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  • Kimberley Guillemet

"Knowing who you are begins in the mind."

Bebe Moore Campbell


We have all heard the saying, “It’s okay not to be okay.” And while this is a true statement, it is often difficult for women and people of color, in particular, to accept and internalize its truth. This is because we are keenly aware that we live in a society where our color, our gender, and other aspects of our beings are often viewed as deficits. As such, it is not surprising that when we feel stressed and mentally burdened, we are reluctant to admit it. We do not want to say it out loud.


There have been recent reports in the media about the increasing number of young women in mental health crisis. And for women of color, more mainstream mental health challenges are compounded by the additional stressors of systemic racism, social exclusion, cultural norms, and higher levels of self-criticism and judgment. It is undoubtedly the case that women of color weather more psychological and social burdens than their counterparts who do not identify as people of color. Decades of research support this.


However, I believe that one of the most important factors impacting our mental wellness is how we view ourselves and what standards or value systems we use to gauge our own worth. All of this hinges on our mindset.


I would posit that a healthy mindset must be anchored in the truth of who we are.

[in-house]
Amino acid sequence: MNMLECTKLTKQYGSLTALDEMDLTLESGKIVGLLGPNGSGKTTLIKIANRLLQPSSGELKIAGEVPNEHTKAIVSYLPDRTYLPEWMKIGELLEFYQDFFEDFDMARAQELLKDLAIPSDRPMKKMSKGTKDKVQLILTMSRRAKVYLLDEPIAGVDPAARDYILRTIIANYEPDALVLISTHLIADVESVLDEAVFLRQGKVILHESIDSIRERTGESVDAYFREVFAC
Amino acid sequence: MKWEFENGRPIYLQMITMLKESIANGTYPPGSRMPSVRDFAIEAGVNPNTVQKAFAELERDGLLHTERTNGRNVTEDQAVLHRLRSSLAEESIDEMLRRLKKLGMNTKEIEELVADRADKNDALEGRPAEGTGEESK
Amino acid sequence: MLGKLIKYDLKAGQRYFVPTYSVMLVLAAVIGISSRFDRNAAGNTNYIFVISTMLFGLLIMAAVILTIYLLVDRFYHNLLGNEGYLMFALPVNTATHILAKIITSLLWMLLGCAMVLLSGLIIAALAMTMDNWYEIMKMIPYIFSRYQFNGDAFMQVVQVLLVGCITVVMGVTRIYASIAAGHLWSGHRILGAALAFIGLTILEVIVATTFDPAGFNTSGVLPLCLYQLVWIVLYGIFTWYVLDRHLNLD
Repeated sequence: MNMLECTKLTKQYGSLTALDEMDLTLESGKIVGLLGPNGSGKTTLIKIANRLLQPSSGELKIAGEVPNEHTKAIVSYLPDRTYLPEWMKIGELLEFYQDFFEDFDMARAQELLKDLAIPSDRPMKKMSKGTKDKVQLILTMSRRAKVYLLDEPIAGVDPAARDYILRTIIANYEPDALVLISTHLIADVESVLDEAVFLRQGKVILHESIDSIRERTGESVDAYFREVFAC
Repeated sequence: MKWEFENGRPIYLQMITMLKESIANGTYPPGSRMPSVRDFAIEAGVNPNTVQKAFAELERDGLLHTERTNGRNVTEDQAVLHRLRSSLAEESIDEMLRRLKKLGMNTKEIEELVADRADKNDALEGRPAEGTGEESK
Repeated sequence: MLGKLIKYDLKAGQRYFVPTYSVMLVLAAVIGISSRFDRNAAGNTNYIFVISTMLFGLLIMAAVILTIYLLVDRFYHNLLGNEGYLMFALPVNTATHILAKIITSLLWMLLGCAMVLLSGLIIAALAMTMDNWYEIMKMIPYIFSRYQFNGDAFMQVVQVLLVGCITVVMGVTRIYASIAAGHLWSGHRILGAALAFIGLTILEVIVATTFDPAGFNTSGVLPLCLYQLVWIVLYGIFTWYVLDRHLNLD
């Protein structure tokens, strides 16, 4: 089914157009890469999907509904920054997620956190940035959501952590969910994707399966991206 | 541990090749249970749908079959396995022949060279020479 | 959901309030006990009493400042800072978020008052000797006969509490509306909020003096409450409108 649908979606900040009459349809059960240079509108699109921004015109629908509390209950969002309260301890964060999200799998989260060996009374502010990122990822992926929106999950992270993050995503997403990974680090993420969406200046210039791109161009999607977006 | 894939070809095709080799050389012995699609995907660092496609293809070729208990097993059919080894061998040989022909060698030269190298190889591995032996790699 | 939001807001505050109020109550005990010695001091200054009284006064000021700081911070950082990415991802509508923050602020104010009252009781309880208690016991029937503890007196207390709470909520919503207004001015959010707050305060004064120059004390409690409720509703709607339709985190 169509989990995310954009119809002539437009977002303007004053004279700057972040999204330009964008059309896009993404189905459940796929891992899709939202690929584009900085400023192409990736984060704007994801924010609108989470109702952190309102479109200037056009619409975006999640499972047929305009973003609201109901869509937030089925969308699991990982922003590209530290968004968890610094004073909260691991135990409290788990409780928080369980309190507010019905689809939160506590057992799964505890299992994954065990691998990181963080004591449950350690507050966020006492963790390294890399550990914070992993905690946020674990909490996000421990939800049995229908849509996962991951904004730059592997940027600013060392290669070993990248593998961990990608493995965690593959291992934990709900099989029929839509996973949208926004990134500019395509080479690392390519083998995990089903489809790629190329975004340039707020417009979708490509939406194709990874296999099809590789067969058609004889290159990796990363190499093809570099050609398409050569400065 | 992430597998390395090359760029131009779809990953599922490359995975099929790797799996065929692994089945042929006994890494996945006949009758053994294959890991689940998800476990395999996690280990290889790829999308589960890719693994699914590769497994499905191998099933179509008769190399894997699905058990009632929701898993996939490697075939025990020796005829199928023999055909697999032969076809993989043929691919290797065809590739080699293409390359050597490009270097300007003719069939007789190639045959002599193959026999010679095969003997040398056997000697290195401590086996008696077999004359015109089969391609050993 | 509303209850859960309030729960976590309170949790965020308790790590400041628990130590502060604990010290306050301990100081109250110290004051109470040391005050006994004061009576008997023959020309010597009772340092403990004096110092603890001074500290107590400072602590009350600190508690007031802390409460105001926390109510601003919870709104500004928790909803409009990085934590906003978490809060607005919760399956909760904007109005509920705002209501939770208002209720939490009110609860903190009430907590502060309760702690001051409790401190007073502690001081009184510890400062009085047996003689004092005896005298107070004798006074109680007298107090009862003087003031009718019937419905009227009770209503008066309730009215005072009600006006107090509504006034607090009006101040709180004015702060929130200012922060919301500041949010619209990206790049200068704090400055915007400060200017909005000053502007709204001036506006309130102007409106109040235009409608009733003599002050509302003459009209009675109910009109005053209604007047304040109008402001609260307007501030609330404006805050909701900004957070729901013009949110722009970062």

So who are we?


We are overcomers, conquerors, innovators, intellectuals, creators, storytellers, trailblazers, history-makers, arbiters of justice, nurturers, healers, champions of light and love, and so much more.


And please understand, being all of these things does not preclude us from needing to attend to our mental health. In fact, the most successful and well-known trailblazers of current and past generations have openly acknowledged that they regularly engage in mental wellness practices. Many have also shared the sad reality of what has transpired when they have neglected to do so.


Our World Changer of the Month, Bebe Moore Campbell, a world-renowned author, was also a staunch mental health advocate. She became a champion of mental health awareness after weathering the challenges of mothering and caring for her immensely talented daughter, actress Maia Campbell, who had been diagnosed with bipolar disorder. The elder Campbell, who was quoted as saying, “Knowing who you are begins in the mind,” also publicly and regularly reiterated that there should be no shame in a person’s acknowledgment of their struggles with mental illness. In other words, needing or seeking out mental health support does not detract from our genius or our exceptionalism. Our mental health is one component among many that comprise who we are. While the state of our mental health does not define us, it should not be ignored or neglected.


As we begin Mental Health Awareness Month, we should celebrate the life of Bebe Moore Campbell and allow her legacy to ignite a fire within all of us to prioritize our own wellbeing.




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